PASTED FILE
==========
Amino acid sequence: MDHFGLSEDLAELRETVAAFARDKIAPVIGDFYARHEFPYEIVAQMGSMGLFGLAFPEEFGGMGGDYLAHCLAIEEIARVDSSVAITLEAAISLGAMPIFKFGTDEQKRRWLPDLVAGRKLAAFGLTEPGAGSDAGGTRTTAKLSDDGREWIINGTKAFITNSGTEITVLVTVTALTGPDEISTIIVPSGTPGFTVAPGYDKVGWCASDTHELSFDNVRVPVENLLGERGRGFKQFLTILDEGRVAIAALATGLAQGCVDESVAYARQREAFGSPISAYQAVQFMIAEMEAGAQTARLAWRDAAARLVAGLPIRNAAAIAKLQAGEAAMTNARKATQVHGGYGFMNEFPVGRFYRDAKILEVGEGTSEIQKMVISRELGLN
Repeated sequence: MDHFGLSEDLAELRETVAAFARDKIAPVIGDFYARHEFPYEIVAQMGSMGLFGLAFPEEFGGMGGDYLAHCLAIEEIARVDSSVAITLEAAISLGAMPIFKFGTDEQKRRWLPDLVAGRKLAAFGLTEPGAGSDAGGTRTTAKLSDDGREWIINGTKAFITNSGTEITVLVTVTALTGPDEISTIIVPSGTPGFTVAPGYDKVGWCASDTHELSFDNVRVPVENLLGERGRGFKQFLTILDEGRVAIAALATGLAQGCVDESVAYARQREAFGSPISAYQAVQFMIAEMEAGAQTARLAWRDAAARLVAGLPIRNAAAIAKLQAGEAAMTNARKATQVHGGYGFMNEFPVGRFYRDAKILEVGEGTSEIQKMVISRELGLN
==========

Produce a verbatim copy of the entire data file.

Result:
Amino acid sequence: MDHFGLSEDLAELRETVAAFARDKIAPVIGDFYARHEFPYEIVAQMGSMGLFGLAFPEEFGGMGGDYLAHCLAIEEIARVDSSVAITLEAAISLGAMPIFKFGTDEQKRRWLPDLVAGRKLAAFGLTEPGAGSDAGGTRTTAKLSDDGREWIINGTKAFITNSGTEITVLVTVTALTGPDEISTIIVPSGTPGFTVAPGYDKVGWCASDTHELSFDNVRVPVENLLGERGRGFKQFLTILDEGRVAIAALATGLAQGCVDESVAYARQREAFGSPISAYQAVQFMIAEMEAGAQTARLAWRDAAARLVAGLPIRNAAAIAKLQAGEAAMTNARKATQVHGGYGFMNEFPVGRFYRDAKILEVGEGTSEIQKMVISRELGLN
Repeated sequence: MDHFGLSEDLAELRETVAAFARDKIAPVIGDFYARHEFPYEIVAQMGSMGLFGLAFPEEFGGMGGDYLAHCLAIEEIARVDSSVAITLEAAISLGAMPIFKFGTDEQKRRWLPDLVAGRKLAAFGLTEPGAGSDAGGTRTTAKLSDDGREWIINGTKAFITNSGTEITVLVTVTALTGPDEISTIIVPSGTPGFTVAPGYDKVGWCASDTHELSFDNVRVPVENLLGERGRGFKQFLTILDEGRVAIAALATGLAQGCVDESVAYARQREAFGSPISAYQAVQFMIAEMEAGAQTARLAWRDAAARLVAGLPIRNAAAIAKLQAGEAAMTNARKATQVHGGYGFMNEFPVGRFYRDAKILEVGEGTSEIQKMVISRELGLN